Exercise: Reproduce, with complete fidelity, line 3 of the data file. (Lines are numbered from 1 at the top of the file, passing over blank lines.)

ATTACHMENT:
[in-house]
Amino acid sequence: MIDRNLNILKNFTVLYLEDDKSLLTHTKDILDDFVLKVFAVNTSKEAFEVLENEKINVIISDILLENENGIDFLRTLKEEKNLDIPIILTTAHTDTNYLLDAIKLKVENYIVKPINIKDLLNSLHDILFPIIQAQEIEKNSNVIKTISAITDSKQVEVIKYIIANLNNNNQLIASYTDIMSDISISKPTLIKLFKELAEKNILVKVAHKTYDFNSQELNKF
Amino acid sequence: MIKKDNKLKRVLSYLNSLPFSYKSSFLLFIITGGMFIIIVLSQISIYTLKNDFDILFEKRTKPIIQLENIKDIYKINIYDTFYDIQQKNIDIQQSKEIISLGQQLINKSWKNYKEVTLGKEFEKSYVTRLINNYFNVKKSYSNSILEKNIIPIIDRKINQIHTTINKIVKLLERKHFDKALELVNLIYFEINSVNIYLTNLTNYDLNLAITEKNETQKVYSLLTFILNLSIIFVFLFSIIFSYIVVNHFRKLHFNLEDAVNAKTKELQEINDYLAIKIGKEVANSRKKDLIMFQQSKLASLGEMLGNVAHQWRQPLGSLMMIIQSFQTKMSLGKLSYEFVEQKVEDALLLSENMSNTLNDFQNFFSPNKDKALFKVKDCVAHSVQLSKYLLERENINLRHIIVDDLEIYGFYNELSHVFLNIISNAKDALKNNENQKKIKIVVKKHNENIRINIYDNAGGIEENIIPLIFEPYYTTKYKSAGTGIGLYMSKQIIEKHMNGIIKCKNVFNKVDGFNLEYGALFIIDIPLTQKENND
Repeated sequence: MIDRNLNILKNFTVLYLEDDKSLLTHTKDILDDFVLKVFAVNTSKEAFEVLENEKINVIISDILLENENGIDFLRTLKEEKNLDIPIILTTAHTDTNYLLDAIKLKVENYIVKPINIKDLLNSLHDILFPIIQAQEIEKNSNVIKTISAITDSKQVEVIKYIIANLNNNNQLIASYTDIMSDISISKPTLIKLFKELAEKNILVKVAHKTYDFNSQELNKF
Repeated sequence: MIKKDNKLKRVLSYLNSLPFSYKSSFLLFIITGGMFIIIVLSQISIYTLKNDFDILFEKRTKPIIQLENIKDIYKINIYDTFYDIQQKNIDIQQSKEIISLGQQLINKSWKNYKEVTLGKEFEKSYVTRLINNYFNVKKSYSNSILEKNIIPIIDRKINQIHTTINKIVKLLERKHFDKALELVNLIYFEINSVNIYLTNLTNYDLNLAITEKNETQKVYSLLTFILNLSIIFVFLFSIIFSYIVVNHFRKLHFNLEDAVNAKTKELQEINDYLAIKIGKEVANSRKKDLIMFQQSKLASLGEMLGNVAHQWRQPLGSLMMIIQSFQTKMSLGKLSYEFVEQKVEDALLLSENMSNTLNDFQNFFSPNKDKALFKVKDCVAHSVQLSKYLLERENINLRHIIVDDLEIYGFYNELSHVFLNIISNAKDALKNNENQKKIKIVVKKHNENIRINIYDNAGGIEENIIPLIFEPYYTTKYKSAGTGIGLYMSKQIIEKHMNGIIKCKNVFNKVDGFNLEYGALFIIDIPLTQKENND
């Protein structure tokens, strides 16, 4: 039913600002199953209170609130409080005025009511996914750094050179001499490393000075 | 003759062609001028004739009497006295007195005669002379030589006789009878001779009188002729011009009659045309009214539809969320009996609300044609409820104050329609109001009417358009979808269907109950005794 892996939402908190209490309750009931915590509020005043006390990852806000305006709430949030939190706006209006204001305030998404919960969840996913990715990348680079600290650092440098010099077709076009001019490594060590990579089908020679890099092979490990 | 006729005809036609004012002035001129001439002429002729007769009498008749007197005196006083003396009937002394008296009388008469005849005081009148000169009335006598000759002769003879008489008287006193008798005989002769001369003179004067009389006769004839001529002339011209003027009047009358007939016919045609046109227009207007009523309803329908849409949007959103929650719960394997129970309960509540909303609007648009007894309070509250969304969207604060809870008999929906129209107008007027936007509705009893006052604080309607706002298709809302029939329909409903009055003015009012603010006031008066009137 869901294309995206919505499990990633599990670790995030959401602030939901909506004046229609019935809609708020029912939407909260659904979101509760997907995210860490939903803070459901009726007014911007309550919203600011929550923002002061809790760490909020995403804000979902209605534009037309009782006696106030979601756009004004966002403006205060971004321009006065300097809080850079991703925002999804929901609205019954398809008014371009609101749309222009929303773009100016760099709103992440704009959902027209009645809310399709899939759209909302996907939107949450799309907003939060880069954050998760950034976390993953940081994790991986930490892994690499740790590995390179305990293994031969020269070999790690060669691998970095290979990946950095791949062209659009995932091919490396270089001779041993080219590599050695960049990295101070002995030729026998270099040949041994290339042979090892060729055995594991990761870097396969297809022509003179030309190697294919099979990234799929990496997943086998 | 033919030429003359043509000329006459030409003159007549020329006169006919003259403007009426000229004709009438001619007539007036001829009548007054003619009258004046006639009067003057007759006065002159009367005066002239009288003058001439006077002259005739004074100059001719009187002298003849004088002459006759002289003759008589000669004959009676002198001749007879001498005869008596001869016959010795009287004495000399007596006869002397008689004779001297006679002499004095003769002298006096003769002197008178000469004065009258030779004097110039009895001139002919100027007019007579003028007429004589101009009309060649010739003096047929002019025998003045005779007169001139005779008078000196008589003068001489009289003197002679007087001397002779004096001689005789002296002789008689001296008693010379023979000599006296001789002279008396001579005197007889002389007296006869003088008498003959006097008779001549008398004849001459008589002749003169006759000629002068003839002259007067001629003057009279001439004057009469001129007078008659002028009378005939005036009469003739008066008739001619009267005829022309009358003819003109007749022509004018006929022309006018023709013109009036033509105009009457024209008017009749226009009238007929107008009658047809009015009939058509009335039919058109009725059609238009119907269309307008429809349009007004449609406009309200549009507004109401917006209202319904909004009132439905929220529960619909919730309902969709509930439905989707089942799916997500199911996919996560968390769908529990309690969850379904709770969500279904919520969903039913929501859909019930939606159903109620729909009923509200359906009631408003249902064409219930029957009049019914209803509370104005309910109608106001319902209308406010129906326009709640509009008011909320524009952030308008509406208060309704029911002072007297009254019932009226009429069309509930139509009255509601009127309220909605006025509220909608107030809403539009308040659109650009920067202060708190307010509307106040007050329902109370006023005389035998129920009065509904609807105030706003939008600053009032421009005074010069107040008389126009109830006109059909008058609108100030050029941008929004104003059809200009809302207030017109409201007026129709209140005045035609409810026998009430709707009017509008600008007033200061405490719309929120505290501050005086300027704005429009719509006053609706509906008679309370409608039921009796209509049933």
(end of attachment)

Amino acid sequence: MIKKDNKLKRVLSYLNSLPFSYKSSFLLFIITGGMFIIIVLSQISIYTLKNDFDILFEKRTKPIIQLENIKDIYKINIYDTFYDIQQKNIDIQQSKEIISLGQQLINKSWKNYKEVTLGKEFEKSYVTRLINNYFNVKKSYSNSILEKNIIPIIDRKINQIHTTINKIVKLLERKHFDKALELVNLIYFEINSVNIYLTNLTNYDLNLAITEKNETQKVYSLLTFILNLSIIFVFLFSIIFSYIVVNHFRKLHFNLEDAVNAKTKELQEINDYLAIKIGKEVANSRKKDLIMFQQSKLASLGEMLGNVAHQWRQPLGSLMMIIQSFQTKMSLGKLSYEFVEQKVEDALLLSENMSNTLNDFQNFFSPNKDKALFKVKDCVAHSVQLSKYLLERENINLRHIIVDDLEIYGFYNELSHVFLNIISNAKDALKNNENQKKIKIVVKKHNENIRINIYDNAGGIEENIIPLIFEPYYTTKYKSAGTGIGLYMSKQIIEKHMNGIIKCKNVFNKVDGFNLEYGALFIIDIPLTQKENND